Nassau Sport Fishing Association

Nassau Sport Fishing Association

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Selecting the Best Bait for Surf Fishing

By David Thorton

Courtesy of

The highly sought after Florida pompano is the premier fish for surf fishers year round. Prized not only for the tasty meals they provide but for their scrappy fight as well. After all, they are members of the jack family of fishes; and though small (usually weighing a pound or two) they can be fairly numerous at times. Even more plentiful are the drum-like kingfish species (gulf, northern and southern). Commonly called “whiting” and “ground mullet”, they average just less than a pound but may grow to almost three pounds. Still, they are good sport fish on light tackle and also great table fare. With the right bait for surf fishing, you could bring home dinner tonight.

The very idea of using a specific natural bait for surf fishing is to “match the hatch” so to speak.

The author with an above average sized pompano landed on a Fishfinder rig. Photo by David Thornton.

Additionally, the larger drum fish species (red and black) may be present in the surf zone. Drum of any size (from one to twenty or more pounds) may prowl about under the waves in search of food in the various forms of invertebrates (clams, crabs, shrimp, etc.) and even small fish (including their cousins), which are also some of the best bait for surf fishing. These are also good eating fish when young, and once they reach adult age may continue to grow (and reproduce) for decades.

Our unique stretch of shoreline from Cape San Blas in Florida to Dauphin Island, Alabama is commonly referred to as “The Emerald Coast.” That is a good descriptor of the nearshore region renowned for its predominantly clear, light green colored water which covers white quartzite sandbars and beaches. This is good habitat for a huge variety of invertebrate species as well as numerous fish which feed on them. Though not often visible to the casual beachgoer, these small sea worms, crustaceans and mollusks live beneath the water and in the sandy bottom. They also serve as great bait for surf fishing. But they make up the bulk of what these native fish live and thrive on in these shallow waters just off the shore.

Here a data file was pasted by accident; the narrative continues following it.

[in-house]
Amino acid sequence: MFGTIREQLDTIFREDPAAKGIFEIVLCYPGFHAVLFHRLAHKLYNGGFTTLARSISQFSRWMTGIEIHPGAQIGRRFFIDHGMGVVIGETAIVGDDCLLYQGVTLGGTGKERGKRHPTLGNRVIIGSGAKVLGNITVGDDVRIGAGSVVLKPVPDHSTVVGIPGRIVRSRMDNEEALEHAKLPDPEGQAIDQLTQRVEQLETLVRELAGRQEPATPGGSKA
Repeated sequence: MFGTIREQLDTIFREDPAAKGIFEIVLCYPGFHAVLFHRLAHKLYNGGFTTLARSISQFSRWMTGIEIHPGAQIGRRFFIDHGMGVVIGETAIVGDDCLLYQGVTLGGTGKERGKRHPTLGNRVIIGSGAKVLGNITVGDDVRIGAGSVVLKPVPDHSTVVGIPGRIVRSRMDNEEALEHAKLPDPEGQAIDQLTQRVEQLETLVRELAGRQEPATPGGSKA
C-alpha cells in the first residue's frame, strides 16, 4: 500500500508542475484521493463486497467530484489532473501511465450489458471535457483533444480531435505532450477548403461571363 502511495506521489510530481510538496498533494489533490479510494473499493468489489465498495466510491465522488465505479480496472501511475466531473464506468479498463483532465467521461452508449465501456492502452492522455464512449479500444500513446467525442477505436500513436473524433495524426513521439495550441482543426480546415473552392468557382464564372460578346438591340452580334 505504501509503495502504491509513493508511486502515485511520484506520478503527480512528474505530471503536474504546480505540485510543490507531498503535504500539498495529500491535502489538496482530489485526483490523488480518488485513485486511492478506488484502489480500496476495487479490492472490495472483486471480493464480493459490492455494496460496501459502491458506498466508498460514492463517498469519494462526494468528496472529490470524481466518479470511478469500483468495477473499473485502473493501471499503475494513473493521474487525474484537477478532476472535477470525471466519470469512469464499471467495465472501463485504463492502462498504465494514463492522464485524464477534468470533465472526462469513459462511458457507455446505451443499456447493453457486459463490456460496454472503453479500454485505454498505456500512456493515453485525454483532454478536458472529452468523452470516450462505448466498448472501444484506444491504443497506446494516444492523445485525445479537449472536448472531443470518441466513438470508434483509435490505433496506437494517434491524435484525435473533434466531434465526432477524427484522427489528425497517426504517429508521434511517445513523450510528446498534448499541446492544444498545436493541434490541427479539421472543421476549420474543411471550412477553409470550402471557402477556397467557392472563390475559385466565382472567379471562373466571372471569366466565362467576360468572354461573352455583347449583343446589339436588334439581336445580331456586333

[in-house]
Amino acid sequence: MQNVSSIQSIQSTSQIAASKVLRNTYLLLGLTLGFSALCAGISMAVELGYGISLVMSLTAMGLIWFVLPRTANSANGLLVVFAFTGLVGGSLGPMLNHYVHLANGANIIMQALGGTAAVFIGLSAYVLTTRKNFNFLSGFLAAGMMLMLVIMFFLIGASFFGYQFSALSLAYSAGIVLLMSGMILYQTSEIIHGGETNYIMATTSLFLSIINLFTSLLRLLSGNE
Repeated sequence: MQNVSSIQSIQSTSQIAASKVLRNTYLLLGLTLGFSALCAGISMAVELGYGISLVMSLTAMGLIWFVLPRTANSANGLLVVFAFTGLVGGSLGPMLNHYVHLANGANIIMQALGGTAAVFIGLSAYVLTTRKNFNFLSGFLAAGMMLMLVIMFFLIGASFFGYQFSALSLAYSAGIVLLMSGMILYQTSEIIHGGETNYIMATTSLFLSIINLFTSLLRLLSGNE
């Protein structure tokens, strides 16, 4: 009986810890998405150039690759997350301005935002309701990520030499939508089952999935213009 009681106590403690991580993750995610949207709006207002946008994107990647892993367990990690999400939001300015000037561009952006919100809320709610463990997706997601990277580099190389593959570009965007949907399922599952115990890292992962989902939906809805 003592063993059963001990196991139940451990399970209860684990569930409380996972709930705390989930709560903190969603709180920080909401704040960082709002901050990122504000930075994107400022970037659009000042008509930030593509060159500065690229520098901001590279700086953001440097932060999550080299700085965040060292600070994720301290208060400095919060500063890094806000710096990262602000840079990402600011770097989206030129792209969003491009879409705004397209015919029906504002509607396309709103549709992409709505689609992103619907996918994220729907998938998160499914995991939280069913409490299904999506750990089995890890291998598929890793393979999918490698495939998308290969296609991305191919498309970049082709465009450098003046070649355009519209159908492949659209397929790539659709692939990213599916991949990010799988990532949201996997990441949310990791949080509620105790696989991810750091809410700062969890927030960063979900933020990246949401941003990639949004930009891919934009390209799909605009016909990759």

This is a trying and even hostile environment in many ways. Hot in summer, the shallow clear water may exceed 90 degrees. And cold in winter when occasional freezes may drop the gulf water temperature even into the 40s for a time. Plus the surf zone is periodically ravaged by large waves and strong currents from huge storms. In addition, predatory fish, mammals, and birds routinely patrol here. Looking to make a meal of these smaller, more defenseless fish. So the fish that make a full time living here grow up fast and strong, and can even be quite wary occasionally. And like anywhere people fish, to be successful it is important to use any natural elements of location.  You should also use natural foods as bait for surf fishing to your advantage.

The very idea of using a specific natural bait for surf fishing is to “match the hatch” so to speak. We should try to give the fish that live and feed in this turbulent region between the beach out a hundred yards or so to the longshore sandbar (and perhaps a bit beyond) what they are used to eating. Or at least bait up with something close enough to that which they seek so they will not hesitate to eat the offering, much to our delight


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